Elisa Gamberoni, Christine Gartner, Claire Giordano, Paloma Lopez-Garcia, 21 October 2016

Economists have argued that corruption in business can potentially grease the wheels of an economy. This column presents evidence from nine Central and Eastern European countries on the effects of bribes on the efficiency with which production factors are allocated across firms. The impact of corruption on capital and labour misallocation is larger the smaller the country, the lower its political stability and the weaker the quality of its regulation. This is evidence against the ‘grease the wheels’ hypothesis.

David Bloom, Michael Kuhn, Klaus Prettner, 20 October 2016

Africa’s total fertility rate and its dependency ratio have been falling since the 1980s, and are projected to fall further. This column looks at the potential growth effects of the continent's changing demography. The African economy has the potential to grow between 0.5 and 2 percentage points faster over the next five decades than it would without the projected fertility reduction. However, this 'demographic dividend' is dependent on the policies that African governments enact.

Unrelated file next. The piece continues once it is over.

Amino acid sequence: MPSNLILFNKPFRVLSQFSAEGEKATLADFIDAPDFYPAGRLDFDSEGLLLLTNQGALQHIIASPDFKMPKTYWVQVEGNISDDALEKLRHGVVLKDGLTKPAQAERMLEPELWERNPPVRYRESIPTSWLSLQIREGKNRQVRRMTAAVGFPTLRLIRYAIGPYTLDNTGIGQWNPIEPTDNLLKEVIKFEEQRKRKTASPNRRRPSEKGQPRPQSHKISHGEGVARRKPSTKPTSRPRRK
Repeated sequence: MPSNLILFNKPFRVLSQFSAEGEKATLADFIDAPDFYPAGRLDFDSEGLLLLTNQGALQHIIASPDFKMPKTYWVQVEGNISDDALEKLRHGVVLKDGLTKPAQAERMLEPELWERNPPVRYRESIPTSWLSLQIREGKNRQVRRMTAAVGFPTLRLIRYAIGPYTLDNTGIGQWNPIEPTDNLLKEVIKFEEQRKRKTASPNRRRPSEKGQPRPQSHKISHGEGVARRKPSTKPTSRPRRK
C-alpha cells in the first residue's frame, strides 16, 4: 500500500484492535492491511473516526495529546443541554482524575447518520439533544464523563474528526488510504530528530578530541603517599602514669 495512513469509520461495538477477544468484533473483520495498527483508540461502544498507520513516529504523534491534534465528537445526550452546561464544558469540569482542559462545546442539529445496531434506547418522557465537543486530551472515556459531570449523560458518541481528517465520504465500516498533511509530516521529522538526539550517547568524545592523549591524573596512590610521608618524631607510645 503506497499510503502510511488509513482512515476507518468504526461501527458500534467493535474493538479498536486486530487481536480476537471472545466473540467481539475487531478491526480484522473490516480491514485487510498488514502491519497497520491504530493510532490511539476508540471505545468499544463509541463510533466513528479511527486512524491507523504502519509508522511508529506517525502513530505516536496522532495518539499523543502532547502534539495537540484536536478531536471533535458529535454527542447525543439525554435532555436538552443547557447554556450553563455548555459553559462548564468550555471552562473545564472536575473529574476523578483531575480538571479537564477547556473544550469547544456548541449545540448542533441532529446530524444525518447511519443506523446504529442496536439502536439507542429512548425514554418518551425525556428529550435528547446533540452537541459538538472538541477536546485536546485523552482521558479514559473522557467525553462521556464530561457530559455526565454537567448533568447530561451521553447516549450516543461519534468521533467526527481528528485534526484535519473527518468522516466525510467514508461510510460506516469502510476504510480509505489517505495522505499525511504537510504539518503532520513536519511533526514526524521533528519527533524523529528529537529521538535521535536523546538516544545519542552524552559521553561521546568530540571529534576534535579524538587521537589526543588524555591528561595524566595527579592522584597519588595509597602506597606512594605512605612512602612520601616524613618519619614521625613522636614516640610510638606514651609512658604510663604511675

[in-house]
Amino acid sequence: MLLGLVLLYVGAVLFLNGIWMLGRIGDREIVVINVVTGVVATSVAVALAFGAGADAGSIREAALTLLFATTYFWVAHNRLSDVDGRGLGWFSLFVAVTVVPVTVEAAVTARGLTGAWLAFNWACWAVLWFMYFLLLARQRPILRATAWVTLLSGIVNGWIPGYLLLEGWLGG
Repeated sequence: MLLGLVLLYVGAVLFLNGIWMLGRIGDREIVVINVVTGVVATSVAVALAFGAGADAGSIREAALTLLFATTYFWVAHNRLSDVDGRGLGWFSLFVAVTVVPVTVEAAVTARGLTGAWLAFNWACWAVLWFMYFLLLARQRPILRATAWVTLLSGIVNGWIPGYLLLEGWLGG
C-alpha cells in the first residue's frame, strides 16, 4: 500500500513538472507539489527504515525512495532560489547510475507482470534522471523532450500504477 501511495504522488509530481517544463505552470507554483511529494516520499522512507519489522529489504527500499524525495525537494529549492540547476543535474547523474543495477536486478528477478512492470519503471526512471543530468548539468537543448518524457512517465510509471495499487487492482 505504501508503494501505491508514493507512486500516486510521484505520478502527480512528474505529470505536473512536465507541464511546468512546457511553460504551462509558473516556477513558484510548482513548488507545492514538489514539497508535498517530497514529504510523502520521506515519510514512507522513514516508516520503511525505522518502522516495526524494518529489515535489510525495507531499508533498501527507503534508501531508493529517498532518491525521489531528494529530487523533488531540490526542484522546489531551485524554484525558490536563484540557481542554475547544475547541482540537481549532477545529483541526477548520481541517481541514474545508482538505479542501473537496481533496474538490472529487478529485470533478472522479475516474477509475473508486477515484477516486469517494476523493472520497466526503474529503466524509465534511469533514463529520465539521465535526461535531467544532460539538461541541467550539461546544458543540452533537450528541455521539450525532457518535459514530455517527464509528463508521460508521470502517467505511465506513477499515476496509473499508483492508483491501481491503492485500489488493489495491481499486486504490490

Eugene Bempong Nyantakyi, Mouna Ben Dhaou, Lamin M Drammeh, Mouhamadou Sy, 08 October 2016

Boosting Africa’s intra-regional and international trade requires a good understanding of the African trade finance landscape, including the identification of markets where the need is greatest. This column presents some of the major patterns of the market in Africa using primary survey data from commercial banks. Banks intermediate almost a third of trade activities across the continent, but still reject a significant value of trade finance applications mainly due to weak client creditworthiness and inadequate collateral.

Daron Acemoglu, Leopoldo Fergusson, James Robinson, Dario Romero, Juan F. Vargas, 06 October 2016

A major problem in many poor countries is lack of state capacity to control violence, enforce laws, tax and regulate economic activity, or provide public services. This column uses the example of Colombia to assess the effectiveness of top-down state-building strategies that prioritise military objectives ahead of all others. Such approaches may not only fail to develop other crucial aspects of state capacity, but may also lead to deteriorations in these incipient capacities.

Julia Ruiz Pozuelo, Amy Slipowitz, Guillermo Vuletin, 30 September 2016

The debate over whether democracy causes economic prosperity and growth dates back millennia. Recent empirical results suggest that democratisation has a sizable positive effect on economic growth, but endogeneity and reverse causality may be driving these results. This column uses new data from surveys of democracy experts to solve the endogeneity puzzle. The positive association between democracy and economic growth is a reflection of economic turmoil causing the emergence of democratic rule, rather than democracy causing more economic growth.

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